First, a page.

Diabetic Nephropathy; Lipotoxicity; Apoptosis; Renal Tubular Epithelial Cells
Medicine and Health Sciences
Diabetic Nephropathy, triggered by diabetes, is a kidney disease with severe health consequences and is a high economic burden. Literature suggests that the deterioration of kidney function correlates best with the degree of renal tubulointerstitial fibrosis. Proximal tubule epithelial cells can orchestrate renal fibrosis, as a result of fatty acid accumulation, also known as lipotoxicity. The objective of the study is to evaluate the effect of saturated fatty acid on renal tubular epithelial cells. Human kidney proximal tubule cells (HK-2) were cultured in 5% FBS/DMEM/streptomycin/Hepes and incubated at 37°C until cells are 90% confluent. Palmitic acid (PA) was prepared in serum-free medium with 1% Bovine serum albumin (BSA) before cells were treated for 24 hours and 48 hours. After treatment, cell lysates were extracted, quantified by DC assay and analyzed by Western blot. As expected, BSA increased Bax and decreased BCL-2 proteins in HK-2 cells. Interestingly, a slight increase in BCL-2 and a decrease in Bax and Cyclin D1 proteins were observed in PA-treated cells after 24 hours. These changes were even greater when the cells were exposed to PA for 48 hours. Additionally, we observed an increase in fibronectin after chronic PA treatment. These results suggest the effect of PA on apoptosis related proteins is independent of BSA in renal tubular epithelial cells.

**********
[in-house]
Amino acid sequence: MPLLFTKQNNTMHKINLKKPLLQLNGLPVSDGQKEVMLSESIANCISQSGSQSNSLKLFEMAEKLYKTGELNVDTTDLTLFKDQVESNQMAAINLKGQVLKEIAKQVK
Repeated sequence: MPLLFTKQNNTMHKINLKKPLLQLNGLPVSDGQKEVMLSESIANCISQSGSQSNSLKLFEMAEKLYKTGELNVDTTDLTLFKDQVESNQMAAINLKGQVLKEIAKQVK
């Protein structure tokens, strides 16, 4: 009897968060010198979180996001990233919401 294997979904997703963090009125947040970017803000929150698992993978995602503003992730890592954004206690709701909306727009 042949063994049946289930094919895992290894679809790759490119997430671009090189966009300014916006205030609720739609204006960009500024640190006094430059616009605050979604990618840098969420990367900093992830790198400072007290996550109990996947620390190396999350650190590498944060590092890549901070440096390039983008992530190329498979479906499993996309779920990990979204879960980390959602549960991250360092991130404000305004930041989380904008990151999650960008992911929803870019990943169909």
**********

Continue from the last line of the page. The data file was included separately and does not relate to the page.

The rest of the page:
Sims, Joya; Zhao, Doctor of Physiology in Cardiology, Xeuying; and Cobbs, Alyssa
"The Effect of Saturated Fatty Acid on the Expression of Apoptotic and Fibrotic Proteins in Renal Tubular Epithelial Cells,"
Journal of Health Disparities Research and Practice: Vol. 12
, Article 17.
Available at: https://digitalscholarship.unlv.edu/jhdrp/vol12/iss4/17